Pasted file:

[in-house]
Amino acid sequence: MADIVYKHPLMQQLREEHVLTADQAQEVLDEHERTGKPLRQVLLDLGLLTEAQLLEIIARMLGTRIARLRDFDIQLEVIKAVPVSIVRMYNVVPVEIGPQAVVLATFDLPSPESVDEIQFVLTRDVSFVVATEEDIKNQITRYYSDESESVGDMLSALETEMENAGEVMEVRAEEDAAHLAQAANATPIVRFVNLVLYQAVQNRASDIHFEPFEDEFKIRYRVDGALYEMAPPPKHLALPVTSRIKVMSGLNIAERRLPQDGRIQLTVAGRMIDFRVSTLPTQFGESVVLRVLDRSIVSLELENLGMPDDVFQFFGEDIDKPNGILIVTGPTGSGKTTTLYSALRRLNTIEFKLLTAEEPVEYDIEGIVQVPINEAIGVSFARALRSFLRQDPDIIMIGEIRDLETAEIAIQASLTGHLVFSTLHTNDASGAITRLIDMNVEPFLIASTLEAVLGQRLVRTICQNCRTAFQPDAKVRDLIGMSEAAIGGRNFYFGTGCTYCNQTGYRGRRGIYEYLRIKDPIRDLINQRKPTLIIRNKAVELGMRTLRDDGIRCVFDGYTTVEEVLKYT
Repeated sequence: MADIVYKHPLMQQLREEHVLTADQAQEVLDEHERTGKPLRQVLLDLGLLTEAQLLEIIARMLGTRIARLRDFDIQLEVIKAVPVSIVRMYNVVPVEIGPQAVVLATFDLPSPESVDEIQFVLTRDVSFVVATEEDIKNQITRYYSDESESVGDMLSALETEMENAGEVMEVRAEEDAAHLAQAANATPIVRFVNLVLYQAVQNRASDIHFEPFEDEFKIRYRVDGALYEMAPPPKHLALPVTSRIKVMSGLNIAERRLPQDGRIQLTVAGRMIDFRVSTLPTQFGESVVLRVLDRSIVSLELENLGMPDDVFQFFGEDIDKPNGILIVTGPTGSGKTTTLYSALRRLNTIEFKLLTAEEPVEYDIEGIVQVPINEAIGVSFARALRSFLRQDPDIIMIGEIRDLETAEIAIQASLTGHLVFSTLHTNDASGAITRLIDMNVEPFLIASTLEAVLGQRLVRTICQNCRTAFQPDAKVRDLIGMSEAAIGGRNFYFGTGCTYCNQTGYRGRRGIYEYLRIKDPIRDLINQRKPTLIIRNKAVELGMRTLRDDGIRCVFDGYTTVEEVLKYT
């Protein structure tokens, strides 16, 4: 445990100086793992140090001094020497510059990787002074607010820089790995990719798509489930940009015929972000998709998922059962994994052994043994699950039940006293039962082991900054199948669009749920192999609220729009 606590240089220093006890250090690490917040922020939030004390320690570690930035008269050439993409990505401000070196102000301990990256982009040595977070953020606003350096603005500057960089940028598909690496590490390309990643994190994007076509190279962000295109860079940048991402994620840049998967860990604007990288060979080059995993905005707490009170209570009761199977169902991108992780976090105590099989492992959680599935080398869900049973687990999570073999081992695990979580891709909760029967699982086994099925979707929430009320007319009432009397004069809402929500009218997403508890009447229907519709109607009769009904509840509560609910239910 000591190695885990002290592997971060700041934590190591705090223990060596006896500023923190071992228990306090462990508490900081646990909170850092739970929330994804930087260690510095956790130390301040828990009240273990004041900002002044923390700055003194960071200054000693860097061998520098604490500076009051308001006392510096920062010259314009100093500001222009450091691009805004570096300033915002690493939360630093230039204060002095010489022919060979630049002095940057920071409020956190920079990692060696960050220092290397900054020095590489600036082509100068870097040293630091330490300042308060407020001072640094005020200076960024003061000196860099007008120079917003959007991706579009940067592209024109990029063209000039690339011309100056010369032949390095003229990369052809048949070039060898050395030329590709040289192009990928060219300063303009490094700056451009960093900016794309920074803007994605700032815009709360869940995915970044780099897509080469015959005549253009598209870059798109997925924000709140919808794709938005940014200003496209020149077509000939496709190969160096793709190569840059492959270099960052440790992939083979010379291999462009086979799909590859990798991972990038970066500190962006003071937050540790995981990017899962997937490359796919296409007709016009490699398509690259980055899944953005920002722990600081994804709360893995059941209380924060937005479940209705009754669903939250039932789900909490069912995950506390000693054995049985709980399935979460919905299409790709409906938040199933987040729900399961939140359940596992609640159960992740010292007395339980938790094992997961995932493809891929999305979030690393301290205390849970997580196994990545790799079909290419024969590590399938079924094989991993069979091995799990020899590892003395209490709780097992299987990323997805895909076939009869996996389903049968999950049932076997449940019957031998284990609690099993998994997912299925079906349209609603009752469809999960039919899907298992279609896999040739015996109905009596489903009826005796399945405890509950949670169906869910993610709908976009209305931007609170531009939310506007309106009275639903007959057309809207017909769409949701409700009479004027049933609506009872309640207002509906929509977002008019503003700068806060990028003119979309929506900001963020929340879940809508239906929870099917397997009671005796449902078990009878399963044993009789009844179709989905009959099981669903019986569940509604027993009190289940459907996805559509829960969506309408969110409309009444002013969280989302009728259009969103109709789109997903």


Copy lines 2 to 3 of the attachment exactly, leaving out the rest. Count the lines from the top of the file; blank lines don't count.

Amino acid sequence: MADIVYKHPLMQQLREEHVLTADQAQEVLDEHERTGKPLRQVLLDLGLLTEAQLLEIIARMLGTRIARLRDFDIQLEVIKAVPVSIVRMYNVVPVEIGPQAVVLATFDLPSPESVDEIQFVLTRDVSFVVATEEDIKNQITRYYSDESESVGDMLSALETEMENAGEVMEVRAEEDAAHLAQAANATPIVRFVNLVLYQAVQNRASDIHFEPFEDEFKIRYRVDGALYEMAPPPKHLALPVTSRIKVMSGLNIAERRLPQDGRIQLTVAGRMIDFRVSTLPTQFGESVVLRVLDRSIVSLELENLGMPDDVFQFFGEDIDKPNGILIVTGPTGSGKTTTLYSALRRLNTIEFKLLTAEEPVEYDIEGIVQVPINEAIGVSFARALRSFLRQDPDIIMIGEIRDLETAEIAIQASLTGHLVFSTLHTNDASGAITRLIDMNVEPFLIASTLEAVLGQRLVRTICQNCRTAFQPDAKVRDLIGMSEAAIGGRNFYFGTGCTYCNQTGYRGRRGIYEYLRIKDPIRDLINQRKPTLIIRNKAVELGMRTLRDDGIRCVFDGYTTVEEVLKYT
Repeated sequence: MADIVYKHPLMQQLREEHVLTADQAQEVLDEHERTGKPLRQVLLDLGLLTEAQLLEIIARMLGTRIARLRDFDIQLEVIKAVPVSIVRMYNVVPVEIGPQAVVLATFDLPSPESVDEIQFVLTRDVSFVVATEEDIKNQITRYYSDESESVGDMLSALETEMENAGEVMEVRAEEDAAHLAQAANATPIVRFVNLVLYQAVQNRASDIHFEPFEDEFKIRYRVDGALYEMAPPPKHLALPVTSRIKVMSGLNIAERRLPQDGRIQLTVAGRMIDFRVSTLPTQFGESVVLRVLDRSIVSLELENLGMPDDVFQFFGEDIDKPNGILIVTGPTGSGKTTTLYSALRRLNTIEFKLLTAEEPVEYDIEGIVQVPINEAIGVSFARALRSFLRQDPDIIMIGEIRDLETAEIAIQASLTGHLVFSTLHTNDASGAITRLIDMNVEPFLIASTLEAVLGQRLVRTICQNCRTAFQPDAKVRDLIGMSEAAIGGRNFYFGTGCTYCNQTGYRGRRGIYEYLRIKDPIRDLINQRKPTLIIRNKAVELGMRTLRDDGIRCVFDGYTTVEEVLKYT